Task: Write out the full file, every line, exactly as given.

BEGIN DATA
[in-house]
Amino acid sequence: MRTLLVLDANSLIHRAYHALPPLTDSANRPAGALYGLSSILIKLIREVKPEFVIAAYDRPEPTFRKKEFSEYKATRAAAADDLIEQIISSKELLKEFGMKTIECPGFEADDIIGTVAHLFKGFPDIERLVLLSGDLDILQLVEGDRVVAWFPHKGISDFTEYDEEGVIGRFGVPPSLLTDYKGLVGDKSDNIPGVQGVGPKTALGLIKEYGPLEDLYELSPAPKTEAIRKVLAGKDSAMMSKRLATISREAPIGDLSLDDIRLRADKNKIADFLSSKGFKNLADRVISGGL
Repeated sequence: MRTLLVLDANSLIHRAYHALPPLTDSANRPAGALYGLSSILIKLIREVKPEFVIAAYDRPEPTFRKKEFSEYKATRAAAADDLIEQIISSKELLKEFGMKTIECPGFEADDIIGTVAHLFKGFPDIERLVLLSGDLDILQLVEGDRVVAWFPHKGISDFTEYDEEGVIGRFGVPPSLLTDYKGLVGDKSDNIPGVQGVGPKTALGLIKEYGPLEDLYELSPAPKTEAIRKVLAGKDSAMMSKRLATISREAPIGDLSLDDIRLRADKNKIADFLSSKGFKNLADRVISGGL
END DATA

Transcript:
[in-house]
Amino acid sequence: MRTLLVLDANSLIHRAYHALPPLTDSANRPAGALYGLSSILIKLIREVKPEFVIAAYDRPEPTFRKKEFSEYKATRAAAADDLIEQIISSKELLKEFGMKTIECPGFEADDIIGTVAHLFKGFPDIERLVLLSGDLDILQLVEGDRVVAWFPHKGISDFTEYDEEGVIGRFGVPPSLLTDYKGLVGDKSDNIPGVQGVGPKTALGLIKEYGPLEDLYELSPAPKTEAIRKVLAGKDSAMMSKRLATISREAPIGDLSLDDIRLRADKNKIADFLSSKGFKNLADRVISGGL
Repeated sequence: MRTLLVLDANSLIHRAYHALPPLTDSANRPAGALYGLSSILIKLIREVKPEFVIAAYDRPEPTFRKKEFSEYKATRAAAADDLIEQIISSKELLKEFGMKTIECPGFEADDIIGTVAHLFKGFPDIERLVLLSGDLDILQLVEGDRVVAWFPHKGISDFTEYDEEGVIGRFGVPPSLLTDYKGLVGDKSDNIPGVQGVGPKTALGLIKEYGPLEDLYELSPAPKTEAIRKVLAGKDSAMMSKRLATISREAPIGDLSLDDIRLRADKNKIADFLSSKGFKNLADRVISGGL